Animal welfare and rights in South Africa

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Animal welfare and rights in South Africa is about the treatment of and laws concerning non-human animals in South Africa.

Legislation[edit]

The Animal Protection Act 1962 covers "domestic animals and birds, and wild animals, birds, and reptiles that are in captivity or under the control of humans." It does not, therefore, apply to fish and wild animals not under the control of humans.[1]

The Act contains a detailed list of prohibited acts of cruelty including overloading, causing unnecessary suffering due to confinement, chaining or tethering, abandonment, unnecessarily denying food or water, keeping in a dirty or parasitic condition, or failing to provide veterinary assistance. There is also a general provision prohibiting wanton, unreasonable, or negligible commission or omission of acts resulting in unnecessary suffering. The Department of Agriculture, Forestry and Fisheries for 2013/14 to 2016/17 mentions updating animal protection legislation.[1]

The anti-cruelty provisions of the Animal Protection Act 1962 apply to farmed animals. The Livestock Welfare Coordinating Committee (LWCC), managed by the South African Meat Industry Company, has the power to deal with production and game animal issues in farming. The NSPCA serves on the LWCC and ensures that animal welfare standards are being met and promoted.[1]

In 2014, South Africa received a D out of possible grades A,B,C,D,E,F,G on World Animal Protection's Animal Protection Index.[1]

Animals used for food[edit]

According to Tatjana von Bormann, coordinator of the World Wide Fund for Nature/Conservation International GreenChoice Project, "Beef in South Africa is mostly produced in feedlots or factory farms".[2] Pigs are also farmed intensively.[3]

The number of cattle in South Africa increased from roughly 1 million in 1994 to around 14.1 million in 2010. Beef consumption increased by 20% between 2000 and 2009.[4] From 2007-2015 chicken consumption increased by over 5% and pig consumption by 4% per year.[5] According to a 2013 source, roughly 1 billion chickens are slaughtered each year in South Africa.[6]

De-beaking, de-toeing, tail-docking, tooth pulling, castration, and dehorning of livestock without anaesthetic are legal,[6] as is confinement in gestation crates and battery cages.[5] The NSPCA has given the pork industry until 1 January 2017 to phase out the use of gestation crates or else the organisation will prosecute the farmers and industry for contravening Section 2(1)(b) of the Animals Protection Act No 71 of 1962 for unnecessary confinement that causes suffering.[7]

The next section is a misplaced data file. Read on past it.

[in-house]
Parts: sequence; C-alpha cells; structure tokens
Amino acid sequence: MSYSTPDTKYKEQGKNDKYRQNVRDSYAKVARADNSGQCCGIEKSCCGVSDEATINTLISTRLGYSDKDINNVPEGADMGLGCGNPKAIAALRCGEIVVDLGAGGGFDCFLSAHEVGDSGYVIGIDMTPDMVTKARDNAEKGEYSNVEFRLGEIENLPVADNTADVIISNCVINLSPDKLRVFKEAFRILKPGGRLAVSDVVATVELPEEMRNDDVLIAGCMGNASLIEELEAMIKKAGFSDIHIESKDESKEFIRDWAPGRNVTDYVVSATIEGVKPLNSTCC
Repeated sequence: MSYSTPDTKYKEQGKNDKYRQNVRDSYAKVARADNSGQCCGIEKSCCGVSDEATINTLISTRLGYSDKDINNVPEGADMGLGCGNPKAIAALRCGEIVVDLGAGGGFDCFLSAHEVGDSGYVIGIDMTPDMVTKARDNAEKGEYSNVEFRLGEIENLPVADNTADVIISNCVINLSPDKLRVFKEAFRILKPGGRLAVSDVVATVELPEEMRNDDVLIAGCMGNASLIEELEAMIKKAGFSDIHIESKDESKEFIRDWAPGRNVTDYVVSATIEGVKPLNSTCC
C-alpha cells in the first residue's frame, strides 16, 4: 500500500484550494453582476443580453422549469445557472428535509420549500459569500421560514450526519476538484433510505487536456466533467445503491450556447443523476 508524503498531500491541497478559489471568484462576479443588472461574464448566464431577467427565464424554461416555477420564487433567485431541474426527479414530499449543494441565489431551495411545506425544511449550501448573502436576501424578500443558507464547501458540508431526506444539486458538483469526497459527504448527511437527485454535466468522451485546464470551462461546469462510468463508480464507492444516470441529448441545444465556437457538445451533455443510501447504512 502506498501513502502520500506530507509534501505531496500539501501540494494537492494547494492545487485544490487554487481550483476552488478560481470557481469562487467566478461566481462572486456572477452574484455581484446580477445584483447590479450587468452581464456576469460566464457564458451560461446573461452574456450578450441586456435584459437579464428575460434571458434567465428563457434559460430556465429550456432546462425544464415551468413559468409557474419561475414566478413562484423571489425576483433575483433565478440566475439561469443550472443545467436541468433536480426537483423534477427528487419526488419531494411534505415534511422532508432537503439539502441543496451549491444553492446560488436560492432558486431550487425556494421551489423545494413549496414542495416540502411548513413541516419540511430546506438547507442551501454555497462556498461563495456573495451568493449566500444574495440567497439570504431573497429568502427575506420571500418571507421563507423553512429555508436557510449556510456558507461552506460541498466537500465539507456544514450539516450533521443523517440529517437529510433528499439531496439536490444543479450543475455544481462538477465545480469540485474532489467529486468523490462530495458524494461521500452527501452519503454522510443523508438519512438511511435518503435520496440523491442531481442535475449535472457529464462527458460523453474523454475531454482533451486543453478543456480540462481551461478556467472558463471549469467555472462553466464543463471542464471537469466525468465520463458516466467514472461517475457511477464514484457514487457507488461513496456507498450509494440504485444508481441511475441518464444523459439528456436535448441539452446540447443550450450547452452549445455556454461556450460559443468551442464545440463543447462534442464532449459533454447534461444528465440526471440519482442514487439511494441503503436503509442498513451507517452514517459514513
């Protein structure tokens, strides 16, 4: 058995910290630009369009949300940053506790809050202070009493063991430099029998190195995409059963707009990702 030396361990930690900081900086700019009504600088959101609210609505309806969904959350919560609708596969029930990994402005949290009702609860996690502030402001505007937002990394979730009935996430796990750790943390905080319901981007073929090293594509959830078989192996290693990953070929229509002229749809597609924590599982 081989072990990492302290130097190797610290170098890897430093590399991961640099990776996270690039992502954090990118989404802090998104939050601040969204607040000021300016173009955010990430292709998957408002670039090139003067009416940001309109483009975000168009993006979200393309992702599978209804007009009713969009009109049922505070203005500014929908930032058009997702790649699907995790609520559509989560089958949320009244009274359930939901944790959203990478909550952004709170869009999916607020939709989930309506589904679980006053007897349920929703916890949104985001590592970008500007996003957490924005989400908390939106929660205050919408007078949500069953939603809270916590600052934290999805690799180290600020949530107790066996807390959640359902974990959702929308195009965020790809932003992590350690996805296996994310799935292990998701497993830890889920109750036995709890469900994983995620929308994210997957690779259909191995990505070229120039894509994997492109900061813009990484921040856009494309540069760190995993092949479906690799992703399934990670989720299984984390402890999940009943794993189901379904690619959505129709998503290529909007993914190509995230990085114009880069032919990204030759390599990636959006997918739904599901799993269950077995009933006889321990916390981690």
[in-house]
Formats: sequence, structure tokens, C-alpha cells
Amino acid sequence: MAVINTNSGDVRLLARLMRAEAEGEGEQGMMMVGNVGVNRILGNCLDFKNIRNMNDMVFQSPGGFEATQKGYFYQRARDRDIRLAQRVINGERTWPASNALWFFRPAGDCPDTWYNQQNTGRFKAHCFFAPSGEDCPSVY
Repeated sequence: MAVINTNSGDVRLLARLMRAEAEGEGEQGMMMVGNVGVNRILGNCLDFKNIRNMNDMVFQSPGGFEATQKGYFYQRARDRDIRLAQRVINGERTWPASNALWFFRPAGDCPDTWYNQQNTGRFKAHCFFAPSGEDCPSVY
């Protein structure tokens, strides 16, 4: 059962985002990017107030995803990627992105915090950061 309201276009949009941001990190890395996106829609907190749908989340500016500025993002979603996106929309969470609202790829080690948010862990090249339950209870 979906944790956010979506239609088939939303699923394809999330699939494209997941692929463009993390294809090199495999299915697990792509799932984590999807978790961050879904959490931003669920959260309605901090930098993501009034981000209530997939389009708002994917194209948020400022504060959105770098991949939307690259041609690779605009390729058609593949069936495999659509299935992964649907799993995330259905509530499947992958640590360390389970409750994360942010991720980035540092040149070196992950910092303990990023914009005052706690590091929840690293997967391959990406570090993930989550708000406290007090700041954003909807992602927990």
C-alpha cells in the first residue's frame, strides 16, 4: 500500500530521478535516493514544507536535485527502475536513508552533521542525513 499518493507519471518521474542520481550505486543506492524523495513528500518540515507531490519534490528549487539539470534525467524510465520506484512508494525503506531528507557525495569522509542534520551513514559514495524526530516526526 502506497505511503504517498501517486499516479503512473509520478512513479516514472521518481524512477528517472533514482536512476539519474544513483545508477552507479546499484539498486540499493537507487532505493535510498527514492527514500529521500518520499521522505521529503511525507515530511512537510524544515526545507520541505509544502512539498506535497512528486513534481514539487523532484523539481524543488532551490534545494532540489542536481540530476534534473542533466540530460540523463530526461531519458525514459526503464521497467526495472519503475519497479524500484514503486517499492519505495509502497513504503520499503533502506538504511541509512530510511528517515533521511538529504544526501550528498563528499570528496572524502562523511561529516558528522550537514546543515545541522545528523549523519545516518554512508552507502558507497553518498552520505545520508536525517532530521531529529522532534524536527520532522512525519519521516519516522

Animals used in research[edit]

Animal experimentation, including testing cosmetics on animals, is legal in South Africa.[8] South Africa does not keep statistics on the number of animals used in research.[9] The NSPCA serves on various animal ethics committees to ensure that animals are not unnecessarily abused when used in research. No registered research is taking place in South Africa for cosmetic purposes.

Animal organisations[edit]

Animal activist organizations in South Africa include

  • Activists for Animals Africa (AAA), founded in 2011, states its aim is to bring about change for animals through advocacy, lobbying, boycotts, protests, and education programs.[11] It has ongoing campaigns against rhinoceros poaching and lion breeding.[12]
  • Beauty Without Cruelty South Africa campaigns against animal cosmetics testing.[8]
  • The Animal Anti-Cruelty League, founded 1956, is one of South Africa's major animal welfare organizations. They provide shelter for abandoned animals, run an adoption program, prosecute animal cruelty cases, and engage in humane education.[13]
  • African Vegan Outreach, a Beauty Without Cruelty affiliate, focuses on educating people about veganism.[14]
  • Ban Animal Trading South Africa, is an animal rights organization that exists to facilitate positive and meaningful change aimed at ending animal exploitation.
  • RabbitCare South Africa (RCSA) is an animal-welfare educational organization that works against the abuse of rabbits through educational programmes.[17]

See also[edit]

General[edit]

By country[edit]

References[edit]

  1. ^ a b c d World Animal Protection (November 2, 2014). "South Africa". Retrieved June 22, 2016.
  2. ^ "Good Food Foodie". May 13, 2010. Retrieved June 22, 2016.
  3. ^ Caroline Hurry (July 3, 2014). "Go the whole hog – how 'Woolies', PnP face the horrors of pig farming". Retrieved June 22, 2016.
  4. ^ E. C. Webb (July 2013). "The ethics of meat production and quality - a South African perspective". Retrieved June 22, 2016.
  5. ^ a b Astrid Jankielsohn (December 2015). "The Hidden Cost of Eating Meat in South Africa: What Every Responsible Consumer Should Know". Journal of Agricultural and Environmental Ethics. 28 (6).
  6. ^ a b Louise van der Merwe (October 28, 2013). "The cruelty of industrialised animal farming & human harm that follows it". Retrieved June 22, 2016.
  7. ^ Magazines, Caxton. "Renewed pressure on use of gestation crates | Farmer's Weekly". www.farmersweekly.co.za. Retrieved 2017-04-22.
  8. ^ a b Rebecca Jackman (April 2, 2013). "Animal testing for cosmetics legal in SA". Retrieved June 22, 2016.
  9. ^ "Vivisection" (PDF). Retrieved June 22, 2016.
  10. ^ www.nspca.co.za. Missing or empty |title= (help); Missing or empty |url= (help); |access-date= requires |url= (help)
  11. ^ "About AAA". Retrieved June 22, 2016.
  12. ^ "Campaigns & Initiatives". Retrieved June 22, 2016.
  13. ^ Animal Anti-Cruelty League. "About Us". Retrieved June 22, 2016.
  14. ^ "African Vegan Outreach". Retrieved June 22, 2016.
  15. ^ Animal Voice South Africa. "Campaigns". Retrieved June 22, 2016.
  16. ^ Animal Voice South Africa. "Humane Education". Retrieved June 22, 2016.
  17. ^ http://worldanimal.net/component/wandirs/entry/35390/RabbitCare%20South%20Africa